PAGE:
I’m convinced this dreadful display of judgment in Egypt, this battle between a righteous, holy God and the stubborn heart of Pharaoh, has at least two major truths to teach us. First, when God judges, He does a thorough job of it. Second, it is a fearful thing to fall into the hands of the living God.
Let’s make this painfully personal. You may be in the danger zone as you read these words. You have played fast and loose with your life, ignoring warning after warning. You have shoved aside essential truths for so long that your heart has become hardened. And the longer you harden it, the more difficult it is to allow God’s light to finally break through.
But there’s a bright side to this dark story. When God blesses, He holds nothing back. It’s called grace. God’s grace rescued the children of Israel in the land of Goshen. As dark as it became in Egypt, the Hebrews were flooded with light. They were a city on a hill, shining through the night, if only Pharaoh had eyes to see it.
You may be one who has enjoyed God’s great grace and favor in your life—His protection, provision, daily blessings, and unmerited favor fill your days. You can thank God for a place in the land of Goshen. You enjoy God’s protection—a careful plan which distinguishes you from those who live under His wrath. Believe me, nothing in this life or the next is more serious and sobering than the wrath of God. Some are broken—blessedly broken—by that wrath. Others only harden.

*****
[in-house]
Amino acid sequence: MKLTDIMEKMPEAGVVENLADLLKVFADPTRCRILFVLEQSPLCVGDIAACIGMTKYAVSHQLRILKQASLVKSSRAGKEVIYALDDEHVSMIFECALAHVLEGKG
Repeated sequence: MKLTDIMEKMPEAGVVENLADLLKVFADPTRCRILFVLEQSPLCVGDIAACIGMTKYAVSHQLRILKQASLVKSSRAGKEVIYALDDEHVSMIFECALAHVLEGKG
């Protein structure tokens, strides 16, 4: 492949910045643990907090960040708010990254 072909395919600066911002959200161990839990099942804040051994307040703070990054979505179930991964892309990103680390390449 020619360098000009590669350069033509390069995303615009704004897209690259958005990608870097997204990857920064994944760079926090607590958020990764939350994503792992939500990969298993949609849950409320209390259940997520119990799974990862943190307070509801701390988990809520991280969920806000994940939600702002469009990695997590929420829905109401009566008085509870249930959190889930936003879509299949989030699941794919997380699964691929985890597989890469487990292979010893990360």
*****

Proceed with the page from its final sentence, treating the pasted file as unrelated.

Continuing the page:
Life’s plagues are tough to endure—painful to the core. But God has no desire to leave us alone in our pain and distress. Habakkuk once cried out to God, “In wrath, remember mercy.”
And the Lord has done just that. Jesus, who endured God’s wrath to the uttermost on the cross, now invites us to walk arm in arm with Him through the rest of our days. He is our faithful, ever-present Friend. No earthly catastrophe can ever separate us from the grip of His grace or the legacy of His love. Gratefully thank Him for both today.
Jesus endured the cross so we can walk with Him through the rest of our days.
— Charles R. Swindoll